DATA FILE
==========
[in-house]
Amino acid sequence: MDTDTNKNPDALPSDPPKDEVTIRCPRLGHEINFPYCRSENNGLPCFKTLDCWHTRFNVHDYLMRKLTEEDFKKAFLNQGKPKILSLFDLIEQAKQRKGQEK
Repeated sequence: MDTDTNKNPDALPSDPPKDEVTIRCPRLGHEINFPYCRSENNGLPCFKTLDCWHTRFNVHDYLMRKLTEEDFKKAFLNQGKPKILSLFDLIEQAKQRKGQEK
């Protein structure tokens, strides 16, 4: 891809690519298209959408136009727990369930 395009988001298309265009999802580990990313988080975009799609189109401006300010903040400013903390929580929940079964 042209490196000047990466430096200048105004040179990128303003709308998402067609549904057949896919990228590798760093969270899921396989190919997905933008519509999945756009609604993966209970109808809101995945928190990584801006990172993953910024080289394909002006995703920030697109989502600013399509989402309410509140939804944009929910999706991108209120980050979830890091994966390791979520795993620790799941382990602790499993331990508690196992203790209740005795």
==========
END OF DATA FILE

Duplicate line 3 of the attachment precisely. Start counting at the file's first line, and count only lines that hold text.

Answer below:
Repeated sequence: MDTDTNKNPDALPSDPPKDEVTIRCPRLGHEINFPYCRSENNGLPCFKTLDCWHTRFNVHDYLMRKLTEEDFKKAFLNQGKPKILSLFDLIEQAKQRKGQEK